Kurdish Australians say they fear for family members in northern Syria, and for the future of their people, following Turkish airstrikes, artillery bombardment and military invasion of Kurdish-dominated cities and villages.
Following the sudden withdrawal of US troops from the Kurdish-controlled areas of north-eastern Syria – known as Rojava – Turkey has begun a long-threatened assault on Kurdish centres.
The Turkish military “launched the land operation into the east of the Euphrates River” on Wednesday, later claiming to have hit 181 “militant targets”.
Video footage showed civilians fleeing towns with columns of smoke rising in the background and jet trails visible in the sky.
Observers reported at least seven civilians had been killed.
Scott Morrison says he has 'deep concerns' Turkey's advance into Syria could help Isis
The president of the Kurdish Lobby Australia, Eziz Bawermend, said Kurds in Australia felt their people had been abandoned not only by long-standing ally the US, but also by the broader global community.
“It’s a feeling of horror, if you like, we feel abandoned, we feel despondent and totally hopeless. I spoke with several people on both sides of the [Turkish-Syrian] border, and it’s the same feeling: does the world care? Will anything happen? What have we done to deserve this?”
Bawermend said the Kurdish people had been “complete and totally betrayed by one man” – US president Donald Trump – who unilaterally withdrew American troops after a phone call with the Turkish president, but were also suffering because of global indifference, even complicity.
“It’s American jet fighters, German tanks, French artillery, against lightly armed militia. People are just scared, running, but they don’t know where they can go to be safe. It is villages and populated areas that are being bombed.”
The Kurdish-led Syrian Democratic Forces, backed by the US, have borne the brunt of fighting against the Isis terrorist network, suffering significant casualties, including up to 11,000 fighters killed.
Bawermend said the US’s dramatic withdrawal had shown that the Trump White House was an unreliable ally.
“It’s a total and complete betrayal. It sends a very strong message to people all over the world. Northern Syria is very far away, but the message will go around the world. This US administration cannot be trusted, when the going gets tough, they will pack up and run away.”
Bawermend said he hoped other forces in the US political system, its Congress and Trump’s Republican party, might help restore American support for Kurdish forces, and protection for Kurdish people. Otherwise, he said, he feared genocide.
“We expect a bloodbath.”
Bawermend urged a boycott of “Turkish goods and services”, in particular tourism, as a way the public could put pressure on Ankara to end its aggression, and support the Kurdish cause.
“Enough drops of water, fill a glass, a river, an ocean, that’s how I see people power. I’m not asking anybody to sacrifice anything, but to consider alternatives to Turkish goods and services, as a non-destructive way to make their views known.”
Heval Herki, from the Federation of Kurdish Democratic Society in Australia, said the war would “bring many casualties, many deaths, chaos for Rojava, for the region, for the whole world”.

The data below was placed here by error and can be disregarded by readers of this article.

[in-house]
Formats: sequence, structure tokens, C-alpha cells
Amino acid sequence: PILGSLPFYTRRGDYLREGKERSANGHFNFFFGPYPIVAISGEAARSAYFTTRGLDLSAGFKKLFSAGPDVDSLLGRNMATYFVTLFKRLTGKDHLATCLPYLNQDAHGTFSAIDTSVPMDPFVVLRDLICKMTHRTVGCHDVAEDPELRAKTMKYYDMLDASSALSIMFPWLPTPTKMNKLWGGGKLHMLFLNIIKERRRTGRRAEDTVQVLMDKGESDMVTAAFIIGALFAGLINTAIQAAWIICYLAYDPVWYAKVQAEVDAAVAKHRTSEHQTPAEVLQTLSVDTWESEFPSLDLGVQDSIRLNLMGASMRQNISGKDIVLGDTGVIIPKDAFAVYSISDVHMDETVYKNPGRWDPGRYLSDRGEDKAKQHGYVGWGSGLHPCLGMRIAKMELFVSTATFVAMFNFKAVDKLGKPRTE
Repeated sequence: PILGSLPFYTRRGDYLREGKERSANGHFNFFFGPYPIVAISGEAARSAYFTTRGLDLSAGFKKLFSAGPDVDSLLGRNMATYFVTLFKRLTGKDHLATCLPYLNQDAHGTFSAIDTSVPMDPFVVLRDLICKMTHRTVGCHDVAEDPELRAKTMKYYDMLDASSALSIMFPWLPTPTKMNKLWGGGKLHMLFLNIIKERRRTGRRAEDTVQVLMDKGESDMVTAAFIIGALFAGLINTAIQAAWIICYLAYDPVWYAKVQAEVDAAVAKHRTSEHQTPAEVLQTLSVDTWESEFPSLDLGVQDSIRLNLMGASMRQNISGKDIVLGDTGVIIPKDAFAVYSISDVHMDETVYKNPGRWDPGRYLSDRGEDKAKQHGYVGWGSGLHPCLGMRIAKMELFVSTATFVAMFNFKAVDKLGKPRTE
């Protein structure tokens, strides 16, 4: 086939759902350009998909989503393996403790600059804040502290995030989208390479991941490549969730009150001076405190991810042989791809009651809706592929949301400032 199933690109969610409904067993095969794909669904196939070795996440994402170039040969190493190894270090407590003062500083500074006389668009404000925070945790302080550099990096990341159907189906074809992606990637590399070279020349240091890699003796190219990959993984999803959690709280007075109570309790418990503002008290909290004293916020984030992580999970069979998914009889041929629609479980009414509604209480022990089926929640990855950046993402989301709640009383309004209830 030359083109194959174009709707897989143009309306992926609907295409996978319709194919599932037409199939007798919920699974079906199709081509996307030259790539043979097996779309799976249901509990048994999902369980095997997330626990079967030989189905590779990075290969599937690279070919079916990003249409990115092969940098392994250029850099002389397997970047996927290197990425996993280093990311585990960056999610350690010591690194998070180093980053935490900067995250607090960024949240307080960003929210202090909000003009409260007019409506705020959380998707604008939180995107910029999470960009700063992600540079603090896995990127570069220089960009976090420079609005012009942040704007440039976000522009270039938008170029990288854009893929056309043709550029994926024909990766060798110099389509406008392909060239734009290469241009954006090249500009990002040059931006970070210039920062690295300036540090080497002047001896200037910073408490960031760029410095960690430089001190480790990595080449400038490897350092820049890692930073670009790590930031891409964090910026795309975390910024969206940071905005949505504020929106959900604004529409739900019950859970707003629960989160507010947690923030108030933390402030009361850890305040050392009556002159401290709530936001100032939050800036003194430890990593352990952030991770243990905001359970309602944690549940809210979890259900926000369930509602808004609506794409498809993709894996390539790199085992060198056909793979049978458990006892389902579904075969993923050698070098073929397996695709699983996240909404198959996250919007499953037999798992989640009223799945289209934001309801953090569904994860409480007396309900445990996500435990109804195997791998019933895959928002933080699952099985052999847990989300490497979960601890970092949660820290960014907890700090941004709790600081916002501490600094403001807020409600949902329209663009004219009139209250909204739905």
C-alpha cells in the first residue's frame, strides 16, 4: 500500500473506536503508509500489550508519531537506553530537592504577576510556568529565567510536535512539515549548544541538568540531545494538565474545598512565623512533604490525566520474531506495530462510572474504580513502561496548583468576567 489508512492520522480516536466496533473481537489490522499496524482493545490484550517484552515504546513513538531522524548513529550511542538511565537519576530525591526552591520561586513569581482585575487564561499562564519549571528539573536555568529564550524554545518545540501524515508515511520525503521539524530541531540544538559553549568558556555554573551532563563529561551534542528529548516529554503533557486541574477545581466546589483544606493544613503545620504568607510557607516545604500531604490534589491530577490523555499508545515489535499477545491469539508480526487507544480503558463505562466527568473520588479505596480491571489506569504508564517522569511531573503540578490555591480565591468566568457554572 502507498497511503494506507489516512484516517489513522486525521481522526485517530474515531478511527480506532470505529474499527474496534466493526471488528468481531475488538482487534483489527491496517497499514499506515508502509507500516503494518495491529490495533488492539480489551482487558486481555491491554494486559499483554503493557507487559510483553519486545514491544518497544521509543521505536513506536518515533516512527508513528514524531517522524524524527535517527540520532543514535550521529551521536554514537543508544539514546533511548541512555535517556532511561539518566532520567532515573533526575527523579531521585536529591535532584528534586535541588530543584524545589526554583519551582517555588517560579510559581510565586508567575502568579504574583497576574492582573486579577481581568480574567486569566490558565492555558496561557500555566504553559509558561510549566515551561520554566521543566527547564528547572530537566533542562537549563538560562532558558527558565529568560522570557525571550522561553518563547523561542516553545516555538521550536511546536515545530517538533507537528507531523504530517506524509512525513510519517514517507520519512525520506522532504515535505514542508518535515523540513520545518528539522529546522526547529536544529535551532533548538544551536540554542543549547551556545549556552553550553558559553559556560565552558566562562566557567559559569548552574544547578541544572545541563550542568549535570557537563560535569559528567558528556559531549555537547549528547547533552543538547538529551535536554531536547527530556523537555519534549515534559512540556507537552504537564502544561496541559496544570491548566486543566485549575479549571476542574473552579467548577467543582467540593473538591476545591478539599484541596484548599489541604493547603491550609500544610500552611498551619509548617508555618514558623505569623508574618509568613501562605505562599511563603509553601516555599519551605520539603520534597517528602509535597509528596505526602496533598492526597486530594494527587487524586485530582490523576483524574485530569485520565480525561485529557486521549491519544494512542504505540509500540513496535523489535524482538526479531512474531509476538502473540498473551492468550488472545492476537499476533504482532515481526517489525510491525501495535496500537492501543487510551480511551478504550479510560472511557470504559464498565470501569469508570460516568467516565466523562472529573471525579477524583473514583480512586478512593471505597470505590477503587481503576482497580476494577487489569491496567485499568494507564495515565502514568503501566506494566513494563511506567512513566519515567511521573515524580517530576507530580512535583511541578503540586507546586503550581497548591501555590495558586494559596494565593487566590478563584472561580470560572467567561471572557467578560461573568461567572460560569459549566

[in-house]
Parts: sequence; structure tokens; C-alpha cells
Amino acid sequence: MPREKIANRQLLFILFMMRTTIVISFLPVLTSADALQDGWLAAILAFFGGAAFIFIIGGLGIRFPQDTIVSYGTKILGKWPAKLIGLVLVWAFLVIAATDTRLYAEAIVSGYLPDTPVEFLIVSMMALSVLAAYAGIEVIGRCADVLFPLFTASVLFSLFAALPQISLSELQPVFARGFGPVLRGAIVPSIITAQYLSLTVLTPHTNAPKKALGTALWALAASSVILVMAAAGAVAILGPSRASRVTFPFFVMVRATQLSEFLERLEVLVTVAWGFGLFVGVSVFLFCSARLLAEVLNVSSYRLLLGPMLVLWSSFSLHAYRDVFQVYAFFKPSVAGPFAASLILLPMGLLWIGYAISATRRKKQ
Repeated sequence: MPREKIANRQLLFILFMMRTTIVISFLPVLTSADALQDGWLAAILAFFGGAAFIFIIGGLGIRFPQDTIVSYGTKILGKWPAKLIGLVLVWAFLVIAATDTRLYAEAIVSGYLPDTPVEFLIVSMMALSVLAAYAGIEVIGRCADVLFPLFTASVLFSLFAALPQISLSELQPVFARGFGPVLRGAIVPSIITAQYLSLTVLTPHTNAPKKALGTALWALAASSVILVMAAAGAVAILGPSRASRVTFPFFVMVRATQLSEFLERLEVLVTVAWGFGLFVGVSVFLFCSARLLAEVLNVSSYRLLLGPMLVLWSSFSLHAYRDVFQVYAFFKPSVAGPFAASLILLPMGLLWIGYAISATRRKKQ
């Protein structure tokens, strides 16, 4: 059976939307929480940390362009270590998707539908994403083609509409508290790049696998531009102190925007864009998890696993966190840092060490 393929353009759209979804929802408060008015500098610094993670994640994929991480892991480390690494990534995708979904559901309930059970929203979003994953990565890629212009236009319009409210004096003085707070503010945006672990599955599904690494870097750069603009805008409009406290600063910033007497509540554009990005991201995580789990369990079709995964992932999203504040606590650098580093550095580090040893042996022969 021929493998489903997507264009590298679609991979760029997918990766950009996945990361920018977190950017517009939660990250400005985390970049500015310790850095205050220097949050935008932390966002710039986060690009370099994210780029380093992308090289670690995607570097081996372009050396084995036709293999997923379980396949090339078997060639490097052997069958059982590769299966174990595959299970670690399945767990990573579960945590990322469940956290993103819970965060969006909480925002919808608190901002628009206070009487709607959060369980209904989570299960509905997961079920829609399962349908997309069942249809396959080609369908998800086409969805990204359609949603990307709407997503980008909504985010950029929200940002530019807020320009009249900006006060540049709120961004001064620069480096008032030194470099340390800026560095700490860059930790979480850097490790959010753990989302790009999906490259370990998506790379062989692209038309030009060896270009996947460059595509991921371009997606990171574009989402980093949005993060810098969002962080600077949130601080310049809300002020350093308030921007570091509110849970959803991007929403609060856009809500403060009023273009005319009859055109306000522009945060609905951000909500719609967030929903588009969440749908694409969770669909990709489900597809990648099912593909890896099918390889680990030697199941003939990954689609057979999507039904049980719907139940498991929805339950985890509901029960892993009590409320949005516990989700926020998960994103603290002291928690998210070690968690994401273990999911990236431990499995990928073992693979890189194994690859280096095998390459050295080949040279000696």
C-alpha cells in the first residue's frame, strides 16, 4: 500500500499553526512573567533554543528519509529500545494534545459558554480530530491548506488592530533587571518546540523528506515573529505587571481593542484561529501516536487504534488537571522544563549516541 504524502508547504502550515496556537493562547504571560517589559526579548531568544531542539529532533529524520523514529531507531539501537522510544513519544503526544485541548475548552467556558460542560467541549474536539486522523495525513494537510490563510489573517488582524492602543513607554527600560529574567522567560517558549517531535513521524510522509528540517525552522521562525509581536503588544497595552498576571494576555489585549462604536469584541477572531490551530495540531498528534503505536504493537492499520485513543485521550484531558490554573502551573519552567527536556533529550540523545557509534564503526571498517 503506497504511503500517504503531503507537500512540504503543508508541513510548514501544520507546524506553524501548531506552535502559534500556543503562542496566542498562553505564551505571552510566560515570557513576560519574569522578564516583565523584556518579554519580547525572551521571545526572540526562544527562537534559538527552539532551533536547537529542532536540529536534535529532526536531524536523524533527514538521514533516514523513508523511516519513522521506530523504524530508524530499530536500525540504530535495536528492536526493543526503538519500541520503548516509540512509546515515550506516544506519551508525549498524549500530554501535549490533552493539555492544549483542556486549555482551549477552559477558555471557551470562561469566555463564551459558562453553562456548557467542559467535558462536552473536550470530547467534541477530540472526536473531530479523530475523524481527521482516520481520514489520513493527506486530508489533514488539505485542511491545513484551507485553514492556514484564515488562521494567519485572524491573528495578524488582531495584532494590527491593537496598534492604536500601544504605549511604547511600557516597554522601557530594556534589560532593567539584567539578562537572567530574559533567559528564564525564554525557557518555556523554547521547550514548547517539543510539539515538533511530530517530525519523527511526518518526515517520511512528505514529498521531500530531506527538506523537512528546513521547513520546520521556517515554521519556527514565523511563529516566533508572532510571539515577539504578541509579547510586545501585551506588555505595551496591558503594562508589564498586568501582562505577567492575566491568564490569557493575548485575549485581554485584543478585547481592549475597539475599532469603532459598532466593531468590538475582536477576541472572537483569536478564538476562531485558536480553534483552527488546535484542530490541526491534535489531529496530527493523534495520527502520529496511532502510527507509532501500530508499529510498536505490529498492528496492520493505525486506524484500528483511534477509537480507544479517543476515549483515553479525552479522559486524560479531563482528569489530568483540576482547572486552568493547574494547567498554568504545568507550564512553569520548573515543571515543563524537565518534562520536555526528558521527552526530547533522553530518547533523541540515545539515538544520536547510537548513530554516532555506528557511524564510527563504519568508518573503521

Herki said there was barely a Kurdish family in Australia that had not lost someone to the violence of the region over the past five years, and said many now feared further deaths from the Turkish incursion and from a resurgent Isis in the chaos expected to follow.
“People have contacted their families in cities being bombed, they say they are stranded in fear, the land is very flat, and people fear when the bombs will come.
“Many houses, many buildings have been destroyed. It is indiscriminate, massive air bombardment to cause chaos and fear among the people. But where can they go? There is no exit for them in any direction.”
'On the edge of a humanitarian catastrophe': Turkish offensive begins
The Australian prime minister, Scott Morrison, said on Thursday the government was “concerned about what we’re seeing, of the actions of the Turkish government moving into Syria, and what that could mean for the safety of the people in that area”.
“We are also very concerned about what this could mean for the potential resurgence of Daesh [Isis] and we will be working through all diplomatic channels, working with our colleagues, whether in Europe or the United States or elsewhere, where we have been in partnership in the Middle East for some time, to closely monitor these developments.”
The UN security council was due to meet on Thursday to discuss the Turkish offensive. But the council was not expected to strongly condemn Ankara’s actions, given tacit Russian support and US ambivalence.
Launching the offensive, dubbed Operation Peace Spring, Turkish president Recep Tayyip Erdoğan said it was being undertaken by Turkish military and Turkish-backed Syrian militias, against Kurdish forces and Isis.
“Our mission is to prevent the creation of a terror corridor across our southern border, and to bring peace to the area,” he wrote on social media.
Turkey says it wants to establish a 32-kilometre wide “safety zone” along the border, as protection against the threat of what it regards as Kurdish terrorist groups as well as Isis. Turkey also says it wants to resettle Syrian refugees in the zone.
The eight-year Syrian civil war is estimated to have killed up to 570,000 people, including more than 100,000 civilians, and has led to more than seven million internally displaced people and five million refugees.